- The Washington Times - Sunday, September 14, 2008

Sallai Meridor readily admits that he is “new to the U.S.-Israeli relationship,” and that he was surprised by the depth and breadth of the everyday engagement between the two countries when he was appointed ambassador to Washington nearly two years ago.

“I’m so profoundly touched by the nature of the relationship between America and Israel,” Mr. Meridor told editors and reporters at The Washington Times on Tuesday. “So many people in America have Israel in their heart.”

He was hardly an obvious choice to replace Daniel Ayalon, a seasoned career diplomat who headed the embassy here for four years. A former chairman of the Jewish Agency for Israel (JAI) and the World Zionist Organization (WZO), Mr. Meridor had not spent too much time in government service, even though he came from a political family.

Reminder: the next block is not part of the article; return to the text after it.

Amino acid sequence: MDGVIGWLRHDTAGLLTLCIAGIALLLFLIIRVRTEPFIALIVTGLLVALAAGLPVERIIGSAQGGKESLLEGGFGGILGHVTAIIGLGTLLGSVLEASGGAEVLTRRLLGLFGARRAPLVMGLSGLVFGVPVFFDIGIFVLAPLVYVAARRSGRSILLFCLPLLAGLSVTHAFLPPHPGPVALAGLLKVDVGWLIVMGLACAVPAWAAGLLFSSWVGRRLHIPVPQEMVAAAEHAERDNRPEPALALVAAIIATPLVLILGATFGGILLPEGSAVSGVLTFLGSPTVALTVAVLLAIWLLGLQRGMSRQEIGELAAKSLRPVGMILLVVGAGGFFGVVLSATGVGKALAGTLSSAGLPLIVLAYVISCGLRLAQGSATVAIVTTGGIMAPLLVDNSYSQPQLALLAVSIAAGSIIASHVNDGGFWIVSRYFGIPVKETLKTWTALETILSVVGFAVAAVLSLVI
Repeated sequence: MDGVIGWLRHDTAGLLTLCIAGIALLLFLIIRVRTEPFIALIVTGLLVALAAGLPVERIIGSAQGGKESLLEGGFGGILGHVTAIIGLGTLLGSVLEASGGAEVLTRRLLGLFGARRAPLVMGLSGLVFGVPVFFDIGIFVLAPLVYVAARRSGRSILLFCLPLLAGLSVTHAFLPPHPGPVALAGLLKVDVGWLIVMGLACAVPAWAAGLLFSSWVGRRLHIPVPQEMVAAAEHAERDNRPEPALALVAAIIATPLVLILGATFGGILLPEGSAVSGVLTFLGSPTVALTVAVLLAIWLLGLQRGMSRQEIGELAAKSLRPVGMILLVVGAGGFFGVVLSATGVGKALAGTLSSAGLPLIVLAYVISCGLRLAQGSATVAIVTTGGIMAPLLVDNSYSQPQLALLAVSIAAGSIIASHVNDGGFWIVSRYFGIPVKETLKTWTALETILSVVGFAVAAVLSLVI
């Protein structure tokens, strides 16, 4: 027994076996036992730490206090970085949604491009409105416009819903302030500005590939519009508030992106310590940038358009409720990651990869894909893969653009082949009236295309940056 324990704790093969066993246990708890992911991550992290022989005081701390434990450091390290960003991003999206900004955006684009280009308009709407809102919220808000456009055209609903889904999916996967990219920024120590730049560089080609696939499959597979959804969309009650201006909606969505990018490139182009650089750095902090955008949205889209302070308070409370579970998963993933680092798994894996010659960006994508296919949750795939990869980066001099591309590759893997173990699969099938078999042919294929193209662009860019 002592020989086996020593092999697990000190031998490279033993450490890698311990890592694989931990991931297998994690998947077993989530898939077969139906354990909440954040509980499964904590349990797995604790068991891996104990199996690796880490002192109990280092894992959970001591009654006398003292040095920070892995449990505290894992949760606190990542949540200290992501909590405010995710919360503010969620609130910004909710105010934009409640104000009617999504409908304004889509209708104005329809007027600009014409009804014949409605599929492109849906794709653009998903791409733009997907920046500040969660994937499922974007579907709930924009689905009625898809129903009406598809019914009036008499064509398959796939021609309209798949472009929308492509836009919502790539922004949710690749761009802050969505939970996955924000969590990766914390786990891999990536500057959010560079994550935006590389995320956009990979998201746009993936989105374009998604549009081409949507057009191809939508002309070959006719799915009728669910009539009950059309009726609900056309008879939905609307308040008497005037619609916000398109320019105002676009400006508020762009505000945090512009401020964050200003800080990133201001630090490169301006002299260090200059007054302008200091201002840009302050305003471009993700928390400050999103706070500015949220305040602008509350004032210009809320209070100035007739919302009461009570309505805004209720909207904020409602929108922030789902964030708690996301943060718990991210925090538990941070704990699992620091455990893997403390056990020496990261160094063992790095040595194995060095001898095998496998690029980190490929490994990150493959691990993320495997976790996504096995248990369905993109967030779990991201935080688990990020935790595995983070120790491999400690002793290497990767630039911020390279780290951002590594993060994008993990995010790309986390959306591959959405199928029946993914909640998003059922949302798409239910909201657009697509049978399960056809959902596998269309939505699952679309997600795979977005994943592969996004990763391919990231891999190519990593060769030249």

His brother, Dan, is a scion of the Likud party and a former Cabinet minister who many Israelis expected would one day become prime minister.

“Many people thought he would succeed [former prime minister Ariel] Sharon,” said Ori Nir, a former Israeli journalist who is now the spokesman for Americans for Peace Now, a group that promotes an active U.S. role in Arab-Israeli negotiations. “The promise didn’t fulfill itself.”

What mattered were the future ambassador’s close ties with Prime Minister Ehud Olmert and Foreign Minister Tzipi Livni. His connections in Jerusalem have given him the courage to be direct with and even stand up against other top officials when he disagrees with them.